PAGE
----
not my hand, by the nails were polished turquoise that night

More swine. Ugh. We actually ordered marinated mushrooms in addition to the broccoli rabe as the vegetable accompaniment and they brought out the cauliflower instead. After we alerted the bartender/server, he also brought out a giant bowl of mushrooms. The broccoli rabe was good, again a little heavy-handed with the olio olive (it should be noted that Frankies Spuntino sells their own). The cauliflower was delightful, crispy and a little nutty. The mushrooms were perfectly satisfactory, but nothing that I would order again. The cheese selections that came out were moliterno and montasio. I was unfamiliar with both, but the rind on the moliterno had a bit of a kick.

I have a weakness for sweets, so I couldn't leave without trying dessert. I opted for the Red Wine Prunes with Mascarpone Creme ($6.50).

Obviously, my photography sucks and prunes aren't glamorous - but this dessert was delicious. It was absolutely the best thing about the whole meal. The mascarpone was creamy and just sweet enough. The prunes were juicy and reminiscent of Japanese plum wine because of the maceration. The sauce was tart and a nice counter to the sweet cream. I could have easily eaten two of these.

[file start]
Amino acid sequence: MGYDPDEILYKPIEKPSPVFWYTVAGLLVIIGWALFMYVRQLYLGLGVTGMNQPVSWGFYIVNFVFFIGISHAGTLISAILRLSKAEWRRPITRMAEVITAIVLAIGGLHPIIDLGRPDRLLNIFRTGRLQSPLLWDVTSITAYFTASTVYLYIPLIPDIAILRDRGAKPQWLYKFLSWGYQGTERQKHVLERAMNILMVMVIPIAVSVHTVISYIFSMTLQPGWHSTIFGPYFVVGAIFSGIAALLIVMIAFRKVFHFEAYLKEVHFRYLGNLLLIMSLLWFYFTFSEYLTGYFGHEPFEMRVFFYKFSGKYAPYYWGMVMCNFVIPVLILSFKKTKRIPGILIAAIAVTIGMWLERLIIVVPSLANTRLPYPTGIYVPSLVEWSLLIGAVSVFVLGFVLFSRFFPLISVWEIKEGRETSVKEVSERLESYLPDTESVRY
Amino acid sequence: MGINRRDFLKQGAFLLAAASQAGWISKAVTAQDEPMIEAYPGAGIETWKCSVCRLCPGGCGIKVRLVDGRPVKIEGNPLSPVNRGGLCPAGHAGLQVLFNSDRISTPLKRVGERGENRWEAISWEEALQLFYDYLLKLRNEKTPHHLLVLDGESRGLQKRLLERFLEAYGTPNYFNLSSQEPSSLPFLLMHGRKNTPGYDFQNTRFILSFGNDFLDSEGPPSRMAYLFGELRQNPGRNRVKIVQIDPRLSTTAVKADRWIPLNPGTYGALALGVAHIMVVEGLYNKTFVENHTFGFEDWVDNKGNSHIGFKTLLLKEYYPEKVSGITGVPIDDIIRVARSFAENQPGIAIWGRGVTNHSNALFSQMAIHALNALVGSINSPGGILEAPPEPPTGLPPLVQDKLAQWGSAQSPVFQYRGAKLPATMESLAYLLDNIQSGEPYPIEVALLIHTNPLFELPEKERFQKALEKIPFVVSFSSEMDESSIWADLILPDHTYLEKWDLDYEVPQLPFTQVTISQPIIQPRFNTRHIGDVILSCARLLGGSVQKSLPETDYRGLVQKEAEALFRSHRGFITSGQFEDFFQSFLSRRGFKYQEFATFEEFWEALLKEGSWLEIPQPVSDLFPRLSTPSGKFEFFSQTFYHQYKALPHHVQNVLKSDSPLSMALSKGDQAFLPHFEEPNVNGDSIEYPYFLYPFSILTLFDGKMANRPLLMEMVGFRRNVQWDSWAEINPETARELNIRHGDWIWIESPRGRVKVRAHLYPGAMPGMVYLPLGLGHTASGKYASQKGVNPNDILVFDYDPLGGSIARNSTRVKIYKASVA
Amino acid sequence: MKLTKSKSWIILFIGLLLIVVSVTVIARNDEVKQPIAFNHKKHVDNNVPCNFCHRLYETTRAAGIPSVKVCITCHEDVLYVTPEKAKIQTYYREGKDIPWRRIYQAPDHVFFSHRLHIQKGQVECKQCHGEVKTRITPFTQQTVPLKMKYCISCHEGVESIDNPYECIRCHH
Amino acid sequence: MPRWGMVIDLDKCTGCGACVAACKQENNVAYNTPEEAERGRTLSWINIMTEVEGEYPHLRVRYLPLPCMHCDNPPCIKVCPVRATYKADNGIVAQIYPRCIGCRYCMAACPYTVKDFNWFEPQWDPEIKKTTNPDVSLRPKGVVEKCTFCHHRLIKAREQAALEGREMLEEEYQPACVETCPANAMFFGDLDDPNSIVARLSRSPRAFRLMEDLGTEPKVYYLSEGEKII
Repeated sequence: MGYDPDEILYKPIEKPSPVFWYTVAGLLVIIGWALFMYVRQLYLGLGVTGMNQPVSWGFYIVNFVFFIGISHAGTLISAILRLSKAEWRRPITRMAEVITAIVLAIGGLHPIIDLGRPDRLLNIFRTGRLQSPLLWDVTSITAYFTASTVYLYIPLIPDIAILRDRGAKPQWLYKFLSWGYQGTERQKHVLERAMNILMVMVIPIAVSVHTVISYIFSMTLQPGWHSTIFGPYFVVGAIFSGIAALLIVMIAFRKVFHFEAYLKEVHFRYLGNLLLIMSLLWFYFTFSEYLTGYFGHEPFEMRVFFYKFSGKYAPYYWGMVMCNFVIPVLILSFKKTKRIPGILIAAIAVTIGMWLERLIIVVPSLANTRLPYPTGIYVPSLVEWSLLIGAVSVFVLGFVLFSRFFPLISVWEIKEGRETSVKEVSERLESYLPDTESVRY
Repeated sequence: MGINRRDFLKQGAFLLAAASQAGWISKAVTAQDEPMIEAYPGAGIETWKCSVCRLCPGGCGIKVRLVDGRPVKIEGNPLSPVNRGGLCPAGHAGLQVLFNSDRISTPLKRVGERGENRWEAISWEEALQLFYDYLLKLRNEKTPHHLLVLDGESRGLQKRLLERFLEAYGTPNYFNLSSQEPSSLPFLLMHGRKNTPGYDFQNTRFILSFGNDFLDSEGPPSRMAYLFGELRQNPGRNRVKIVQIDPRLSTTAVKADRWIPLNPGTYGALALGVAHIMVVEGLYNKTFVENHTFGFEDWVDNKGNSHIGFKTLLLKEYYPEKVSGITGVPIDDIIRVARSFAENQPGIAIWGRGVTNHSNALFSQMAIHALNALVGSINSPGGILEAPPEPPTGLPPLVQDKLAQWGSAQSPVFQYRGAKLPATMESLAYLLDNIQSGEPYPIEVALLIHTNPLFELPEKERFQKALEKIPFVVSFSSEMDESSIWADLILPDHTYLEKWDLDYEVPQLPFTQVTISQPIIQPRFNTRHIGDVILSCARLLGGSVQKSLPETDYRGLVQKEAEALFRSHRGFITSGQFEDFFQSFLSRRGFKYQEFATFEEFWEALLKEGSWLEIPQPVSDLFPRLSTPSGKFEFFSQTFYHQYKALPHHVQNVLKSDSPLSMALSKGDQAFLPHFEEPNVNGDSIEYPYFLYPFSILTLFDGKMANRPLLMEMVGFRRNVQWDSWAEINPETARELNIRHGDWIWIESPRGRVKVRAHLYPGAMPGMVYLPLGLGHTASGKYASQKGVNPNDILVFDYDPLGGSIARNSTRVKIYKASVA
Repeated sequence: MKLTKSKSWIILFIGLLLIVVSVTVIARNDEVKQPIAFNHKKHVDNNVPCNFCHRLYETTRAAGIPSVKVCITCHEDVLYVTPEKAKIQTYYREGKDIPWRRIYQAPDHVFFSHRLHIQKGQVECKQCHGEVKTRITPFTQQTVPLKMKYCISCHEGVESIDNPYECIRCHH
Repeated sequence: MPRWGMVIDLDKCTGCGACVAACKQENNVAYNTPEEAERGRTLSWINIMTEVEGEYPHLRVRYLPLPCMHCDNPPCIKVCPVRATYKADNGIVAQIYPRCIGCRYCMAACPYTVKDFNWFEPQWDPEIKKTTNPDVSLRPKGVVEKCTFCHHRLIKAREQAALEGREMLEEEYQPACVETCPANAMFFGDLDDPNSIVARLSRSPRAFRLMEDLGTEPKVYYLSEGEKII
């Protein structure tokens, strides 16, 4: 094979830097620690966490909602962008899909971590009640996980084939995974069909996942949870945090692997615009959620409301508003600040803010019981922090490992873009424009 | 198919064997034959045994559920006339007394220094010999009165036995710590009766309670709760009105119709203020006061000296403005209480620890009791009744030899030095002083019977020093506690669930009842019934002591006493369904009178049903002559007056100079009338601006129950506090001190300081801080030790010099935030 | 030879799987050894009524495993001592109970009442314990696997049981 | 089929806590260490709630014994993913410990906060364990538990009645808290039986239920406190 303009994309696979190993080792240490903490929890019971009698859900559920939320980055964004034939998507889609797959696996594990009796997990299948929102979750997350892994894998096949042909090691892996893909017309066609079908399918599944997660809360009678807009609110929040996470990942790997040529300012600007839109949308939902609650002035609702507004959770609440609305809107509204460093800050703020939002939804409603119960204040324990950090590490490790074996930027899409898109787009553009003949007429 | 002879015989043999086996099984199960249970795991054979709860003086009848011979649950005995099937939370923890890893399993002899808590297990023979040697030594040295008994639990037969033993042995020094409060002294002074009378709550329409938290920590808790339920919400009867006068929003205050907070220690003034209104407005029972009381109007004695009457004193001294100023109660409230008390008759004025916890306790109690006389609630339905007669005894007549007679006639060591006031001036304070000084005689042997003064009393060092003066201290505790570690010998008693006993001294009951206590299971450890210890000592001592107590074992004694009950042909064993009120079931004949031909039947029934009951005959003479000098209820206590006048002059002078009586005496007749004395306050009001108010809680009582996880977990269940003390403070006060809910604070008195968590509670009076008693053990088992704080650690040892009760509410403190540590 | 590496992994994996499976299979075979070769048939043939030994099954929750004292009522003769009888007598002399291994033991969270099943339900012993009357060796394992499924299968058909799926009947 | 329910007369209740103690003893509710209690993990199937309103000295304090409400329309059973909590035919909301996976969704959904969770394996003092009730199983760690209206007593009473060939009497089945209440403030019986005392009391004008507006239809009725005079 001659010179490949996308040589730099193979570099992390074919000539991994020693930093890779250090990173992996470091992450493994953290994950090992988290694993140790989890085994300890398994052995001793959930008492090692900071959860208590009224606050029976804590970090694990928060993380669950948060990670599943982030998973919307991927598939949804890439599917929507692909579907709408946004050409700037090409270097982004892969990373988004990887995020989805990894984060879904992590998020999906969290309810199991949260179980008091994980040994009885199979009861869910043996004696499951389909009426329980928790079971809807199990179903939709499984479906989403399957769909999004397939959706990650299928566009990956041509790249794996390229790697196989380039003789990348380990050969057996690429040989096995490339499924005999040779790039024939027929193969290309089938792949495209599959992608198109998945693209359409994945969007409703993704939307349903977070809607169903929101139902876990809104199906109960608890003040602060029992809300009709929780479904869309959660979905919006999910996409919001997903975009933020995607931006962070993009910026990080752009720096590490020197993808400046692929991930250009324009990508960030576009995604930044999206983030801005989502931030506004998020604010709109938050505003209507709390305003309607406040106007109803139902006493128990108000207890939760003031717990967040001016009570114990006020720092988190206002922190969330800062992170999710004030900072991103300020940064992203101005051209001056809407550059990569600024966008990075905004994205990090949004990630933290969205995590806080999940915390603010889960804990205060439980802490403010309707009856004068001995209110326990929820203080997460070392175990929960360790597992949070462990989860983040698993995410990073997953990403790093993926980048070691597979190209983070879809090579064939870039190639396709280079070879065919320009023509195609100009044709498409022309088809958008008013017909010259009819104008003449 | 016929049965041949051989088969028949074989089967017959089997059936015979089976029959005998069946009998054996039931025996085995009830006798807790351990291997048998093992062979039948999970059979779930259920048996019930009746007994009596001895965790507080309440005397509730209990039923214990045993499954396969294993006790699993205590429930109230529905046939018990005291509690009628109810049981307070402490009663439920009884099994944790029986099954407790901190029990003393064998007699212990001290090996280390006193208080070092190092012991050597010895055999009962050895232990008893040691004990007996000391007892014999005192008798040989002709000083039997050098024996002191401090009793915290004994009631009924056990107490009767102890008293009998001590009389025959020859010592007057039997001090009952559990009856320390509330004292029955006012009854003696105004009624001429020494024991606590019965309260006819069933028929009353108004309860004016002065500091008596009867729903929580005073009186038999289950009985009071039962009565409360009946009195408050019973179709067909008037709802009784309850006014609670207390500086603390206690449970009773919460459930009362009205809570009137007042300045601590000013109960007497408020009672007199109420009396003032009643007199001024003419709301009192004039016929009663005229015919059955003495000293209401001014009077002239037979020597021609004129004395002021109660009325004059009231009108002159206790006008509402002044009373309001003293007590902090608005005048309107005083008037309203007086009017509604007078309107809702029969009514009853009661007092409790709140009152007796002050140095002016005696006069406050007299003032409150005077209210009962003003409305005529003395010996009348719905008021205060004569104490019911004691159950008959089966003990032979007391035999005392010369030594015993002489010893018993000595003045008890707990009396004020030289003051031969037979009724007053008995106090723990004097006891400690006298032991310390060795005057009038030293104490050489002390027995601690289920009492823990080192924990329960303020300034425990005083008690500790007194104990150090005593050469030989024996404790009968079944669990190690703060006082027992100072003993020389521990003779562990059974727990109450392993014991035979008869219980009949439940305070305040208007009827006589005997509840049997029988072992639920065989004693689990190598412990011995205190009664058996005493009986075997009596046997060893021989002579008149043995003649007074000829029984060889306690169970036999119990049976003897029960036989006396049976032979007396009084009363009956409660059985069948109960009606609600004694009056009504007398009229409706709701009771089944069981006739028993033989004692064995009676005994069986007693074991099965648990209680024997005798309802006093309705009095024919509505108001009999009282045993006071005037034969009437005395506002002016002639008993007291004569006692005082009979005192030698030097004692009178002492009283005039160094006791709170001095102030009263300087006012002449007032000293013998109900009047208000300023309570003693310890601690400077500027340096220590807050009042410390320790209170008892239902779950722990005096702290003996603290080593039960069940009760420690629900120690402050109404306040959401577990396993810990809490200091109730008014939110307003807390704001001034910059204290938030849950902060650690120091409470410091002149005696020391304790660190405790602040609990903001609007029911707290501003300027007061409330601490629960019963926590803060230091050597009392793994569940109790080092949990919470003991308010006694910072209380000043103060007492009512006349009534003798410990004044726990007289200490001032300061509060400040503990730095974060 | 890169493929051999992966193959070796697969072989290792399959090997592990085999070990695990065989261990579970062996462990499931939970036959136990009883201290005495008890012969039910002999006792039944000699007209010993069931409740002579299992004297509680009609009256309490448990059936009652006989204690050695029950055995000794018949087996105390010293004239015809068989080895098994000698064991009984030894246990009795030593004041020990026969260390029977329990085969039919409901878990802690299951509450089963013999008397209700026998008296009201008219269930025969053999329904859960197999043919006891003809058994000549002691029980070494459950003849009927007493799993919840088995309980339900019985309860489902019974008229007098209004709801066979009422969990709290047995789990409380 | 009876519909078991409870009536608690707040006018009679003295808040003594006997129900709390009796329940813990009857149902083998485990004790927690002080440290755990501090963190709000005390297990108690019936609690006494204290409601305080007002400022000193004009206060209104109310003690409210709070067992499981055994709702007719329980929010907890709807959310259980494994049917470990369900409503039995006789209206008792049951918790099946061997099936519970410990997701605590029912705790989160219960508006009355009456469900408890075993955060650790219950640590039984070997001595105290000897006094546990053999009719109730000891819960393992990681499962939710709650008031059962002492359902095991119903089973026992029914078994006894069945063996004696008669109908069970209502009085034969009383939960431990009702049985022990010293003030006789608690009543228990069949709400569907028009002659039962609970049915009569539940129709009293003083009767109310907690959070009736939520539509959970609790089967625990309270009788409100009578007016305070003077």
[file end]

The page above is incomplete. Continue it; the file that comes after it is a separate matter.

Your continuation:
Frankies Spuntino was a pleasant dining experience. It isn't destination dining, but it's a nice place to stop into if you are in the area for a bite. It can be casual, or it can be romantic. In retrospect, I wouldn't have ordered the antipasti plate or the crostini - the only dishes on the menu that seemed overpriced on an otherwise modest bill.

Friday, January 29, 2010

(not so) Fat Kid Friday: Baked Mac 'n Cheese

My apologies for the lack of updating this week. I came down with the bubonic plague and it has hindered my cooking/eating a bit.

I didn't grow up eating a whole lot of macaroni and cheese. Macaroni in my house was usually smothered in marinara. And on the rare occasion we did have mac 'n cheese, it definitely still contained tomato (soup). It was tasty, though, seriously. In college, I discovered the wonder (or disaster) that is Easy Mac. After OD'ing on yellow dye #5, I avoided it for a few years until this recipe for Baked Mac 'n Cheese piqued my interested.

I added spinach (it was on sale, if you couldn't tell by the proliferation of everything I've made lately) and roasted red peppers. My cheeses of choice were cheddar and left-over feta. Let's not delude ourselves - this certainly isn't slenderizing - but the low fat cottage and sour cream add a goodly amount of gooey wonderment. All of the fat kid fun with slightly fewer calories.

photography by Stephen Cafe

photography by Stephen Cafe